Photo by Kristi Odom

Boreal Toad Conservation Team


Colorado’s boreal toads are in trouble. As deadly chytrid fungus continues to spread from wetland to wetland, they need our help if they’re going to survive. In collaboration with Colorado Parks and Wildlife, Denver Zoo is taking two conservation actions to bring boreal toads back from the brink:
 

Breeding + Release. To prevent boreal toad populations from completely disappearing, we are using our animal care expertise to breed these native amphibians at Denver Zoo and then release the tadpoles into the wild. This will also give wild populations more of a chance to build genetic resistance to chytrid. 

Community Science. To save the boreal toad, we need to understand how it’s doing in Colorado, and that’s where you come in! In the summer months, volunteer community scientists play a key role in boreal toad conservation by monitoring historic toad habitat. This data will help by identifying future sites for wild reintroduction and locating unknown populations (potentially even ‘super-toads’ that may have natural resistance to chytrid fungus).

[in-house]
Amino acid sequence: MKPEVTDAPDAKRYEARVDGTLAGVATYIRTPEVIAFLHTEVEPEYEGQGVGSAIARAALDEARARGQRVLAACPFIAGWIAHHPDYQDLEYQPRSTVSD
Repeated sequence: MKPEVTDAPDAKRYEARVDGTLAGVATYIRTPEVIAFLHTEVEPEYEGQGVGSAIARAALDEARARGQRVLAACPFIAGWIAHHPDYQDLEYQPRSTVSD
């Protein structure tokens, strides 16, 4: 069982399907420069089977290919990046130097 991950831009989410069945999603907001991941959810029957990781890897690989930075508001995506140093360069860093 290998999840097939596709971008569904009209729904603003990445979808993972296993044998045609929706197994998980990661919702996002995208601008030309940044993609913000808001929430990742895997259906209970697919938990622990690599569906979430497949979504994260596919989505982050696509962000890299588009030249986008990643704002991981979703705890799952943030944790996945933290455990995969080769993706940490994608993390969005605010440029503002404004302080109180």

BOREAL TOAD CONSERVATION TEAM

WHERE: Colorado Rocky Mountains (Wetlands) 
WHAT: Hiking, Data Gathering + Swabbing 
WHEN: May–August

Endangered and declining in Colorado, the boreal toad is especially vulnerable to the deadly chytrid fungus. We’re seeking community scientists to help us monitor the species’ high-country habitat—including searching for toads and swabbing them for chytrid. This will help us understand the health of current wild populations and determine suitable locations for future reintroduction of captive-bred Denver Zoo toads.